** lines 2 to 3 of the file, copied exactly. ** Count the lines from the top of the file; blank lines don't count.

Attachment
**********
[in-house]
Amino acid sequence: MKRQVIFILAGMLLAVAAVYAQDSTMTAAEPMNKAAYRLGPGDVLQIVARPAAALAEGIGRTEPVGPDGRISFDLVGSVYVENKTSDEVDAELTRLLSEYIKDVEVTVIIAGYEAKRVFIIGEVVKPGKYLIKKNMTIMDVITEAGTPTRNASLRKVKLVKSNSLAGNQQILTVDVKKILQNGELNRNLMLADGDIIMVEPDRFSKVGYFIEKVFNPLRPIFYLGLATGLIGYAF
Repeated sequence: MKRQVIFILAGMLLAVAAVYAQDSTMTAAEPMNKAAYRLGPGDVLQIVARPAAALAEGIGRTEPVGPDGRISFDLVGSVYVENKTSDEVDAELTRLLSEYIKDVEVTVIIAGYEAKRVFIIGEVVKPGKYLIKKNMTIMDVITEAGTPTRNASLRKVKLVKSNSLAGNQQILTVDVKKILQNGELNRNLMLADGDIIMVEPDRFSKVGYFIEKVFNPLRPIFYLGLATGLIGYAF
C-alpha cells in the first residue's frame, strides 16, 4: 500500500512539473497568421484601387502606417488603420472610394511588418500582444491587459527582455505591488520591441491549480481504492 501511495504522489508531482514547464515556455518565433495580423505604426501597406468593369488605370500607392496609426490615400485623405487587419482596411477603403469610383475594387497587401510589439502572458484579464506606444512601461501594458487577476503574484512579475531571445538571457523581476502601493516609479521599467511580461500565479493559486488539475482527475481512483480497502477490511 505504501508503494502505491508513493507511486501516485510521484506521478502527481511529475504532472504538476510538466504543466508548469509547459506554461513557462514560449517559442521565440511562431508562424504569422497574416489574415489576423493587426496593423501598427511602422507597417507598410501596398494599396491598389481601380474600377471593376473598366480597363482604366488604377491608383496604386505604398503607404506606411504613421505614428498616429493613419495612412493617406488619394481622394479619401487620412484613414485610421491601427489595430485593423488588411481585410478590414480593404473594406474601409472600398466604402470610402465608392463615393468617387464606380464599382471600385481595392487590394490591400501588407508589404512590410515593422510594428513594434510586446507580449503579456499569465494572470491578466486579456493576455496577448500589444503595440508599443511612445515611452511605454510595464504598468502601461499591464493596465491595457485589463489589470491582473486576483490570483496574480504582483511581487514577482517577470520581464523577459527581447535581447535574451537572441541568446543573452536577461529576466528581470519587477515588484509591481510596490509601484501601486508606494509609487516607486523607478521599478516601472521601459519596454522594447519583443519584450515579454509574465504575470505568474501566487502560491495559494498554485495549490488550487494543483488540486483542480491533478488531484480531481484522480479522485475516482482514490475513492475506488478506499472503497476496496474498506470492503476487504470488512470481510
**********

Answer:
Amino acid sequence: MKRQVIFILAGMLLAVAAVYAQDSTMTAAEPMNKAAYRLGPGDVLQIVARPAAALAEGIGRTEPVGPDGRISFDLVGSVYVENKTSDEVDAELTRLLSEYIKDVEVTVIIAGYEAKRVFIIGEVVKPGKYLIKKNMTIMDVITEAGTPTRNASLRKVKLVKSNSLAGNQQILTVDVKKILQNGELNRNLMLADGDIIMVEPDRFSKVGYFIEKVFNPLRPIFYLGLATGLIGYAF
Repeated sequence: MKRQVIFILAGMLLAVAAVYAQDSTMTAAEPMNKAAYRLGPGDVLQIVARPAAALAEGIGRTEPVGPDGRISFDLVGSVYVENKTSDEVDAELTRLLSEYIKDVEVTVIIAGYEAKRVFIIGEVVKPGKYLIKKNMTIMDVITEAGTPTRNASLRKVKLVKSNSLAGNQQILTVDVKKILQNGELNRNLMLADGDIIMVEPDRFSKVGYFIEKVFNPLRPIFYLGLATGLIGYAF